Sato T, van Es JH, Snippert HJ, et al. Paneth cells constitute the niche for Lgr5 stem cells in intestinal crypts. Nature. 2012;469:415–8.
Middendorp S, Schneeberger K, Wiegerinck CL, et al. Adult stem cells in the small intestine are intrinsically programmed with their location-specific function. Stem Cells. 2014;32:1083–91.
Jung P, Sommer C, Barriga FM, et al. Isolation of human colon stem cells using surface expression of PTK7. Stem Cell Rep. 2015;5:1–9.
Noben M, Vanhove W, Arnauts K, et al. Human intestinal epithelium in a dish: current models for research into gastrointestinal pathophysiology. United Eur Gastroenterol J. 2017;5:1073–81.
Nozaki K, Mochizuki W, Matsumoto Y, et al. Co-culture with intestinal epithelial organoids allows efficient expansion and motility analysis of intraepithelial lymphocytes. J Gastroenterol. 2016;51:206–13.
Mizoguchi A. A novel intestinal organoid-based in vitro co-culture system to dissect out the initial host defense system. J Gastroenterol. 2016;52:123–4.
Vanhove W, Nys K, Arijs I, et al. Biopsy-derived Intestinal epithelial cell cultures for pathway-based stratification of patients with inflammatory bowel disease. J Crohns Colitis. 2017. https://doi.org/10.1093/ecco-jcc/jjx122.
Dotti I, Mora-Buch R, Ferrer-Picón E, et al. Alterations in the epithelial stem cell compartment could contribute to permanent changes in the mucosa of patients with ulcerative colitis. Gut. 2016;66:2069–79.
Samuel S, Bruining DH, Loftus EV, et al. Endoscopic skipping of the distal terminal ileum in Crohn’s disease can lead to negative results from ileocolonoscopy. Clin Gastroenterol Hepatol. 2012;10:1253–9.
Okamoto R, Tsuchiya K, Nemoto Y, et al. Requirement of Notch activation during regeneration of the intestinal epithelia. Am J Physiol Gastrointest Liver Physiol. 2009;296:G23–35.
Fujii S, Suzuki K, Kawamoto A, et al. PGE2 is a direct and robust mediator of anion/fluid secretion by human intestinal epithelial cells. Sci Rep. 2016;6:36795.
Sato T, Stange DE, Ferrante M, et al. Long-term expansion of epithelial organoids from human colon, adenoma, adenocarcinoma, and Barrett’s epithelium. Gastroenterology. 2011;141:1762–72.
Ståhlberg A, Kubista M. The workflow of single-cell expression profiling using quantitative real-time PCR. Expert Rev Mol Diagn. 2014;14:323–31.
Gersemann M, Becker S, Nuding S, et al. Olfactomedin-4 is a glycoprotein secreted into mucus in active IBD. J Crohns Colitis. 2012;6:425–34.
van der Flier LG, Haegebarth A, Stange DE, et al. OLFM4 is a robust marker for stem cells in human intestine and marks a subset of colorectal cancer cells. Gastroenterology. 2009;137:15–7.
van der Maaten L, Hinton G. Visualizing Data using t-SNE. J Mach Learn Res. 2008;9:2579–605.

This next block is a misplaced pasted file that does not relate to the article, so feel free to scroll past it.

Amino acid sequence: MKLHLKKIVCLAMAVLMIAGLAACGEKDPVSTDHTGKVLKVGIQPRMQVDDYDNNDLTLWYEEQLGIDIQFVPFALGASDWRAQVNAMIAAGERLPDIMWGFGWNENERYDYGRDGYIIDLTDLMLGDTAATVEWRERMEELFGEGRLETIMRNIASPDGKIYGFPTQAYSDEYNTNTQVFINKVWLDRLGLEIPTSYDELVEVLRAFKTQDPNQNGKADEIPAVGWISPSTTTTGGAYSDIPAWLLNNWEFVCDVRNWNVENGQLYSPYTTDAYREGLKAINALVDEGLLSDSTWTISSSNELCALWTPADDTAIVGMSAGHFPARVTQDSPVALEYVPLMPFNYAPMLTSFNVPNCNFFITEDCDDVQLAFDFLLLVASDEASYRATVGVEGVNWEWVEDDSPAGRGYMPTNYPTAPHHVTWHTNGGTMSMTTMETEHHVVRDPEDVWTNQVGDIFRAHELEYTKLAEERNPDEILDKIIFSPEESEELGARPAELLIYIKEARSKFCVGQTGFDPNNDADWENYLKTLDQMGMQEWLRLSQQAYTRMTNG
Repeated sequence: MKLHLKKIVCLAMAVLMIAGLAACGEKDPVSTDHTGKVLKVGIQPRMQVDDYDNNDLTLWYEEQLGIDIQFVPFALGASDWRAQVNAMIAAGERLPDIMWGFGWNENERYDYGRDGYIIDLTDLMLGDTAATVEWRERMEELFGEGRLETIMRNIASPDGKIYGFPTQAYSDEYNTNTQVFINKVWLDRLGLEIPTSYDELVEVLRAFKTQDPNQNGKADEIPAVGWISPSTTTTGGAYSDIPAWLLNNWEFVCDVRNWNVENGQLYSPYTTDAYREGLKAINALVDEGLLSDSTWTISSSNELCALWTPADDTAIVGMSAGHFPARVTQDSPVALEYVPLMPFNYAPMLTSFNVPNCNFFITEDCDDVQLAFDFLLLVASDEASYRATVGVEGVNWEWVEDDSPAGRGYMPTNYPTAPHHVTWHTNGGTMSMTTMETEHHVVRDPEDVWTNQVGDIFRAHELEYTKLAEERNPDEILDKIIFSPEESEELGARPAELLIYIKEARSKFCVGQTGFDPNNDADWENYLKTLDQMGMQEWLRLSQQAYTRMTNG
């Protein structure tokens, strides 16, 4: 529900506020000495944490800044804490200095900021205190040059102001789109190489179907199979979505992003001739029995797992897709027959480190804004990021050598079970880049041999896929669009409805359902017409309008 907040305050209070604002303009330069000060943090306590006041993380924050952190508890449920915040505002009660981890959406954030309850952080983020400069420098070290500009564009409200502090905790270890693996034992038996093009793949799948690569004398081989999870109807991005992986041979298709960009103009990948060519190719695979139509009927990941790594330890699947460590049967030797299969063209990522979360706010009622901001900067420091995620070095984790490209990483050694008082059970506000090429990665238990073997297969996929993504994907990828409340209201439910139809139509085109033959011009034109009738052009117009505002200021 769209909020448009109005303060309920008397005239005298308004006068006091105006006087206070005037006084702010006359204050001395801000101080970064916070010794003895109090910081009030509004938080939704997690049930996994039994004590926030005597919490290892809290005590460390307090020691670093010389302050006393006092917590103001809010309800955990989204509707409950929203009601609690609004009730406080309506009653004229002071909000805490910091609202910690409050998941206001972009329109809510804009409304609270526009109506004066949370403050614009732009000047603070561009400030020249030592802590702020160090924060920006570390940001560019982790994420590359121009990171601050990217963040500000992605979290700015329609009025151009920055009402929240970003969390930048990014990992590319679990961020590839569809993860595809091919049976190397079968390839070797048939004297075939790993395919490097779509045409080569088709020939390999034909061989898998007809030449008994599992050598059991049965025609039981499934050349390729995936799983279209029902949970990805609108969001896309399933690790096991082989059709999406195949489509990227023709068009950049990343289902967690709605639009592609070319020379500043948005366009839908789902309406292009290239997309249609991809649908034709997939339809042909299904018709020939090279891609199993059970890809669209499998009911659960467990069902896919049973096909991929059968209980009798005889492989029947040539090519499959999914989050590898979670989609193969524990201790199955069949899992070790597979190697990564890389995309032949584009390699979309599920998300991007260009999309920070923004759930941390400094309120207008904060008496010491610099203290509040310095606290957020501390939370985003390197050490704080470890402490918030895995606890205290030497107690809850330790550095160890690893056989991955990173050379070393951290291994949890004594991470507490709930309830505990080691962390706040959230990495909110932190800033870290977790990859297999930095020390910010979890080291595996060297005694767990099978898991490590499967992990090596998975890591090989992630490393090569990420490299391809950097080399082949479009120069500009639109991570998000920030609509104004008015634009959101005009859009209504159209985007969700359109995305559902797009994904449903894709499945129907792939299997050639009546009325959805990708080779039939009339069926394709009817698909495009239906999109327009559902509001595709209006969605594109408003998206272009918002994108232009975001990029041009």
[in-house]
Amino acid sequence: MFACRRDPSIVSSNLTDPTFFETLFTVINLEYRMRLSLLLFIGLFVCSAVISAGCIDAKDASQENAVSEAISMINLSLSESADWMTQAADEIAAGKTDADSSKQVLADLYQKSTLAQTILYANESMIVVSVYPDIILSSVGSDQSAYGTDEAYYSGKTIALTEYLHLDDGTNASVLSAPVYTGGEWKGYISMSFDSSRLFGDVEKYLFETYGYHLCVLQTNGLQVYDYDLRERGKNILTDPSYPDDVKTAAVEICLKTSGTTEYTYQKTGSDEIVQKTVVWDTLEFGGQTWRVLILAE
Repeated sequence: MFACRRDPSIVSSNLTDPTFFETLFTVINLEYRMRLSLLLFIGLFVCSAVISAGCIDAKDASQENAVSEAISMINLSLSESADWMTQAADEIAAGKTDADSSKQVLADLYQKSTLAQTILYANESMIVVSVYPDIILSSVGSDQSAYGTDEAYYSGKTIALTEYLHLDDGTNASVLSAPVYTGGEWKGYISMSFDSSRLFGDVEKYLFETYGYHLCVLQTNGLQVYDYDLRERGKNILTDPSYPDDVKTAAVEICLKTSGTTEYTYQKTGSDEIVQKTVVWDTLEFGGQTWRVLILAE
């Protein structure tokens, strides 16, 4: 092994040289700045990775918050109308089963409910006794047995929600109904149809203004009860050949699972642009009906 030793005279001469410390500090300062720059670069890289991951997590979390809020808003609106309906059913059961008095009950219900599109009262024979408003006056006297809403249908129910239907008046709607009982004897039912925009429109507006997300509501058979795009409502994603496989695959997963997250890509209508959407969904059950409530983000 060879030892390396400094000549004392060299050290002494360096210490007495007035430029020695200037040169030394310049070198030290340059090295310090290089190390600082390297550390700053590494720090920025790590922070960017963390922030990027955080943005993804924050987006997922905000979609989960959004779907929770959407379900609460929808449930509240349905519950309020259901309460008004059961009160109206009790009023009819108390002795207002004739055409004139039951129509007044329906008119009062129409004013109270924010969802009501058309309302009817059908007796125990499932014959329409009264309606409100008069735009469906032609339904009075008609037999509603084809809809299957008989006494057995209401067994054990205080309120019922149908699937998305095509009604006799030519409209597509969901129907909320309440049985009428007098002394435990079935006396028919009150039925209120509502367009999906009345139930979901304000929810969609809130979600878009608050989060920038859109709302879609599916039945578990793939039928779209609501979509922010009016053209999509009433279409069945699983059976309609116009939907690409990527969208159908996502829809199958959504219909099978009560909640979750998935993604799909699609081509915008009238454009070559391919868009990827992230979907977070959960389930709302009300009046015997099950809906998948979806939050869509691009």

Corat MAF, Schlums H, Wu C, et al. Acquired somatic mutations in PNH reveal long-term maintenance of adaptive NK cells independent of HSPCs. Blood. 2017;129:1940–6.
Lin L, Frelinger J, Jiang W, et al. Identification and visualization of multidimensional antigen-specific T-cell populations in polychromatic cytometry data. Cytometry. 2015;87:675–82.
Amir E-AD, Davis KL, Tadmor MD, et al. viSNE enables visualization of high dimensional single-cell data and reveals phenotypic heterogeneity of leukemia. Nat Biotechnol. 2013;31:545–52.
van Es JH, Sato T, van de Wetering M, et al. Dll1 + secretory progenitor cells revert to stem cells upon crypt damage. Nat Cell Biol. 2012;14:1099–104.
Li N, Nakauka-Ddamba A, Tobias J, et al. Mouse label-retaining cells are molecularly and functionally distinct from reserve intestinal stem cells. Gastroenterology. 2016;151:298–310.
Mills JC, Sansom OJ. Reserve stem cells: differentiated cells reprogram to fuel repair, metaplasia, and neoplasia in the adult gastrointestinal tract. Sci Signal. 2015;8:re8.
Tata PR, Mou H, Pardo-Saganta A, et al. Dedifferentiation of committed epithelial cells into stem cells in vivo. Nature. 2013;503:218–23.
Ishibashi F, Shimizu H, Nakata T, et al. Contribution of ATOH1 + cells to the homeostasis, repair, and tumorigenesis of the colonic epithelium. Stem Cell Rep. 2017;10:27–42.
Fukuda M, Mizutani T, Mochizuki W, et al. Small intestinal stem cell identity is maintained with functional Paneth cells in heterotopically grafted epithelium onto the colon. Genes Dev. 2014;28:1752–7.
Okamoto R, Watanabe M. Investigating cell therapy for inflammatory bowel disease. Expert Opin Biol Ther. 2016;16:1015–23.
Nakamura T, Watanabe M. Intestinal stem cell transplantation. J Gastroenterol. 2016;52:151–7.
This work was supported by MEXT/JSPS KAKENHI (26221307, 16H05284); the Research Center Network Program for Realization of Regenerative Medicine from AMED (16bm0304001h0004); the Practical Research Project for Rare/Intractable Diseases (16ek0109047h0003, 17ek0109188h0002) from AMED. We thank Ms. Sayaka Segawa for technical supports and Dr. Akira Sugita for providing surgical specimens.
Conflict of interest
The authors declare that they have no conflict of interest.
Electronic supplementary material
Below is the link to the electronic supplementary material.
About this article
Cite this article
Suzuki, K., Murano, T., Shimizu, H. et al. Single cell analysis of Crohn’s disease patient-derived small intestinal organoids reveals disease activity-dependent modification of stem cell properties. J Gastroenterol 53, 1035–1047 (2018). https://doi.org/10.1007/s00535-018-1437-3
- Crohn’s disease
- Intestinal stem cell
- Intestinal organoids
- Single cell analysis